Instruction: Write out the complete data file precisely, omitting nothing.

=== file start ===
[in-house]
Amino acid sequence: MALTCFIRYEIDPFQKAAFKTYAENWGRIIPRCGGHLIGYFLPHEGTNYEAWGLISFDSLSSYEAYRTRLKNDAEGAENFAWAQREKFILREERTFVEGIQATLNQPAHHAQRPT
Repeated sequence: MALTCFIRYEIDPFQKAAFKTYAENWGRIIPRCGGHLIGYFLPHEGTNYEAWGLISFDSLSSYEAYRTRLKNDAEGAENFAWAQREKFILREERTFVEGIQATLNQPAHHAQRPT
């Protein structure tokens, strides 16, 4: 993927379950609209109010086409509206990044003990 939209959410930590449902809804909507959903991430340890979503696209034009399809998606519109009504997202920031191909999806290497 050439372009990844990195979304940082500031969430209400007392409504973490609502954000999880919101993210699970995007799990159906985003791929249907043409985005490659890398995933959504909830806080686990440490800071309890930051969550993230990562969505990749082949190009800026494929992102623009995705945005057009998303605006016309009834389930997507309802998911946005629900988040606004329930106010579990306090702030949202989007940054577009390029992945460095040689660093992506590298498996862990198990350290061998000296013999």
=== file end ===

[in-house]
Amino acid sequence: MALTCFIRYEIDPFQKAAFKTYAENWGRIIPRCGGHLIGYFLPHEGTNYEAWGLISFDSLSSYEAYRTRLKNDAEGAENFAWAQREKFILREERTFVEGIQATLNQPAHHAQRPT
Repeated sequence: MALTCFIRYEIDPFQKAAFKTYAENWGRIIPRCGGHLIGYFLPHEGTNYEAWGLISFDSLSSYEAYRTRLKNDAEGAENFAWAQREKFILREERTFVEGIQATLNQPAHHAQRPT
């Protein structure tokens, strides 16, 4: 993927379950609209109010086409509206990044003990 939209959410930590449902809804909507959903991430340890979503696209034009399809998606519109009504997202920031191909999806290497 050439372009990844990195979304940082500031969430209400007392409504973490609502954000999880919101993210699970995007799990159906985003791929249907043409985005490659890398995933959504909830806080686990440490800071309890930051969550993230990562969505990749082949190009800026494929992102623009995705945005057009998303605006016309009834389930997507309802998911946005629900988040606004329930106010579990306090702030949202989007940054577009390029992945460095040689660093992506590298498996862990198990350290061998000296013999």